Louis Theroux: Transgender Kids, review: Louis surprises with stories of his own

A huge question is whether the parents begin the process of medical intervention when their child may be still experimenting with their identity

Ellen E. Jones@MsEllenEJones
Tuesday 07 April 2015 10:38
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Body talk: Louis Theroux with Cole, Rebecca and Joy in ‘Transgender Kids’
Body talk: Louis Theroux with Cole, Rebecca and Joy in ‘Transgender Kids’

Louis has been to San Francisco, a city that was once the centre of the gay-rights movement and is now blazing a different trail. For Louis Theroux: Transgender Kids, the last in his current run of BBC2 documentaries, he met Camille, a charming, articulate five-year-old who until a month ago was known as Sebastian. When asked about her gender identity now, Camille is firm and clear “not a boy and a girl anymore, not transgender… a girl”.

Interviewing children and teenagers about such a sensitive and controversial subject must be the ultimate test of the new tactful Louis, and he passed, playing “battle dance” with Camille (her Lady Gaga impression was spot on) and sharing personal stories with his older interviewees. “When I was 14 and turning 15, that was probably the hardest year of my life, it really was…” he told 14-year-old Nicki and she seemed genuinely comforted by this admission.

For the moment, though, it is the parents, not the kids, who face the most difficult dilemma: do they begin the process of medical intervention at a stage when their child may be still experimenting with their identity? Or do they hold off until later and allow their child to go through the trauma of puberty in the “wrong” body? It’s an either/or decision that doesn’t seem to allow for a gender spectrum, along which children like Crystal/Cole may move over the course of their lifetime.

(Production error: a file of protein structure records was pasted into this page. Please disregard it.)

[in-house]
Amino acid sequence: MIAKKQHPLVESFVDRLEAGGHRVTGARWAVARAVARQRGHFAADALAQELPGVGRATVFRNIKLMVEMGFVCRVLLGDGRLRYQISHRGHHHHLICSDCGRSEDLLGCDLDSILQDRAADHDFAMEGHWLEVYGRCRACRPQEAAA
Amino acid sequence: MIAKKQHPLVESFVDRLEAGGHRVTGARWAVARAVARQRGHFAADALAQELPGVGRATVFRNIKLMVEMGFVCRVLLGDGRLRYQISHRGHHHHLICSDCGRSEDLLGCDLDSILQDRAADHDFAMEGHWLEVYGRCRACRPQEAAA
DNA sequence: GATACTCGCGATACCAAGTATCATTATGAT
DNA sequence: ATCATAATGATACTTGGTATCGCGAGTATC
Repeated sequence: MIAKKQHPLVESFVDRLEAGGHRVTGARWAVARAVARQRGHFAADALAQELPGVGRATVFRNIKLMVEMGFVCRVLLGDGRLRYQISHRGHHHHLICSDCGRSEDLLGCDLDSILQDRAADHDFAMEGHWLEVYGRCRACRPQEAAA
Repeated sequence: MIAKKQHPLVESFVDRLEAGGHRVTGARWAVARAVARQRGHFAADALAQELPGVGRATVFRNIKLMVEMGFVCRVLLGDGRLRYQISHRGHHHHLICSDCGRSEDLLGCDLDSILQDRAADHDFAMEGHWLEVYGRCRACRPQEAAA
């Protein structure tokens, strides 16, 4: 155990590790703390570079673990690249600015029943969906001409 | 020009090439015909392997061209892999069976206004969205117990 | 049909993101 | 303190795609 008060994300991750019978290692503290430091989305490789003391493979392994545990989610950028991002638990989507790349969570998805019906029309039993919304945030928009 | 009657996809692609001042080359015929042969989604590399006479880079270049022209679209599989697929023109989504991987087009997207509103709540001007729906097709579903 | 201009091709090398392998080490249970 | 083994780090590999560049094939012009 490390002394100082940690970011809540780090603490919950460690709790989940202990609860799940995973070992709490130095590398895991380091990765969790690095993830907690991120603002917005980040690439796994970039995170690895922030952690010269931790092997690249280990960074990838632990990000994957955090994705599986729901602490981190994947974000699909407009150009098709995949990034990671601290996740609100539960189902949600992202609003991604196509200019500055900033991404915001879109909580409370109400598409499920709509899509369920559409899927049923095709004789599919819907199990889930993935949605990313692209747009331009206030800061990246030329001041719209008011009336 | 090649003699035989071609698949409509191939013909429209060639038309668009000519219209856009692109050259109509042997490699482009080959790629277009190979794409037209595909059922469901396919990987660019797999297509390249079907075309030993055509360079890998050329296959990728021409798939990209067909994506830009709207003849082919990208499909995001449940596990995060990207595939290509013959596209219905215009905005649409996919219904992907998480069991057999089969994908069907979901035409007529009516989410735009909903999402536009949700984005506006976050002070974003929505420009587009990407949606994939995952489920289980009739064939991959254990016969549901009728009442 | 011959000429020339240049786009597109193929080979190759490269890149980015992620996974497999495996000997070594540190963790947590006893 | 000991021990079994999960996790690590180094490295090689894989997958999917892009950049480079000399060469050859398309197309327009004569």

Theroux’s documentary offers no definitive answers on the “right thing” to do in these situations, perhaps because, as all the medical practitioners involved insist, there isn’t one. We’re still working it out, along with the children, on an individual-by-individual basis. Surgeon Dr Curtis Crane was adamant about one thing: “We’re trying to solve [body] dysphoria. We’re not trying to put people in a box that the rest of society believes in.” What emerged instead of answers, was an illustration of the depth of parental love. Given how often we hear about trans teenagers being rejected by their families, it was joyful to see so many supportive and open-minded mums and dads in action.

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